$$\vec{u} = u_x\hat{i}+u_y\hat{j}+u_z\hat{k}$$, $$\vec{v} = v_x\hat{i}+v_y\hat{j}+v_z\hat{k}$$ and $$\vec{w} = w_x\hat{i}+w_y\hat{j}+w_z\hat{k}$$,
then the triple scalar product is $$\vec{u} \cdot (\vec{v} \times \vec{w}) = \begin{vmatrix} u_x & u_y & u_z \\ v_x & v_y & v_z \\ w_x & w_y & w_z \end{vmatrix}$$

Proof - - To prove this, we will calculate $$\vec{u} \cdot (\vec{v} \times \vec{w})$$ and then calculate the determinant to show that we get the same result. Let's start with the cross product.

$$\vec{v} \times \vec{w} = \begin{vmatrix} \hat{i} & \hat{j} & \hat{k} \\ v_x & v_y & v_z \\ w_x & w_y & w_z \end{vmatrix} =$$ $$(v_y w_z - v_z w_y)\hat{i} -$$ $$(v_x w_z - w_x v_z)\hat{j} +$$ $$(v_x w_y - w_x v_y)\hat{k}$$

Taking the dot product of $$\vec{u}$$ and the last equation gives us

$$(u_x\hat{i}+u_y\hat{j}+u_z\hat{k}) \cdot [ (v_y w_z - v_z w_y)\hat{i} -$$ $$(v_x w_z - w_x v_z)\hat{j} +$$ $$(v_x w_y - w_x v_y)\hat{k} ] =$$ $$u_x(v_y w_z - v_z w_y) -$$ $$u_y(v_x w_z - w_x v_z) +$$ $$u_z(v_x w_y - w_x v_y)$$

We could certainly multiply the components of vector $$\vec{u}$$ through each factor, but for reasons you will see later, we will leave the equation as it is. To sum up, we have calculated

$$\vec{u} \cdot (\vec{v} \times \vec{w}) =$$ $$u_x(v_y w_z - v_z w_y) -$$ $$u_y(v_x w_z - w_x v_z) +$$ $$u_z(v_x w_y - w_x v_y) ~~~~~ (1)$$

Okay, now let's calculate the determinant
$$\begin{vmatrix} u_x & u_y & u_z \\ v_x & v_y & v_z \\ w_x & w_y & w_z \end{vmatrix}$$

We will go across the top row (although going down the first column will give us the same result, going across the top row makes the algebra come out the way want it to).

$$\begin{vmatrix} u_x & u_y & u_z \\ v_x & v_y & v_z \\ w_x & w_y & w_z \end{vmatrix} =$$ $$u_x(v_y w_z - v_z w_y) -$$ $$u_y(v_x w_z - w_x v_z) +$$ $$u_z(v_x w_y - w_x v_y)$$

Notice this last equation is the same as equation (1) above. This is easier to see since we did not multiply out all factors in Equation (1). So, we have shown

$$\vec{u} \cdot (\vec{v} \times \vec{w}) = \begin{vmatrix} u_x & u_y & u_z \\ v_x & v_y & v_z \\ w_x & w_y & w_z \end{vmatrix}$$       [qed]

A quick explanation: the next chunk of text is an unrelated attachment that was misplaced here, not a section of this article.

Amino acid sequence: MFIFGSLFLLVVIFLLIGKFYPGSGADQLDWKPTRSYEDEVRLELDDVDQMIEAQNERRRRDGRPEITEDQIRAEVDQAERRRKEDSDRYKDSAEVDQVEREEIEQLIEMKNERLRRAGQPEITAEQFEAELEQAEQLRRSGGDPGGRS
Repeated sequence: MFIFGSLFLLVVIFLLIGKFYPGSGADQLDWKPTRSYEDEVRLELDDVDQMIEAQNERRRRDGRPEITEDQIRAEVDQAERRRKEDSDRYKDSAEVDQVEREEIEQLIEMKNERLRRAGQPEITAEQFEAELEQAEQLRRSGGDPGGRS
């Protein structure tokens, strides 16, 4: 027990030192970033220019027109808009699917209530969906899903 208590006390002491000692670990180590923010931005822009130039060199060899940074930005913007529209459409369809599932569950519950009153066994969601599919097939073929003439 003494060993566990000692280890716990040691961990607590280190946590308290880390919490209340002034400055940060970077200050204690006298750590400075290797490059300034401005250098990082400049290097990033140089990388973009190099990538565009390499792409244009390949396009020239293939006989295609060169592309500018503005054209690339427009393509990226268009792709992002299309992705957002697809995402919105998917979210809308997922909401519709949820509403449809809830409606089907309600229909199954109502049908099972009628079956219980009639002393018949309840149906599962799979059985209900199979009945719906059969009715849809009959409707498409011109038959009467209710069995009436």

The triple scalar product is so named because the result is a scalar. [For comparison, see the triple vector product section below.]

Properties - The triple scalar product can also be evaluated in one of the following forms.
$$\vec{a} \cdot (\vec{b} \times \vec{c}) = \vec{b} \cdot (\vec{c} \times \vec{a}) = \vec{c} \cdot (\vec{a} \times \vec{b})$$
The parentheses may be omitted since evaluating the dot product first yields a scalar and it doesn't make sense to take the cross product of a scalar with a vector.
This property also holds $$[\vec{a} \cdot (\vec{b} \times \vec{c})]\vec{a} = (\vec{a} \times \vec{b}) \times (\vec{a} \times \vec{c})$$
When the triple scalar product is zero, the 3 vectors are coplanar.

Applications - Geometrically, the triple scalar product $$\vec{a} \cdot (\vec{b} \times \vec{c} )$$ is the (signed) volume of the parallelepiped defined by the three vectors given (see figure on the right). The word 'signed' means that the result can be positive or negative depending on the orientation of the vectors.
You can probably now see that when the 3 vectors are coplanar, the parallelepiped is flat and has no volume, so the triple scalar product is zero.

Other Names For the Triple Scalar Product -
- scalar triple product
- mixed product
- box product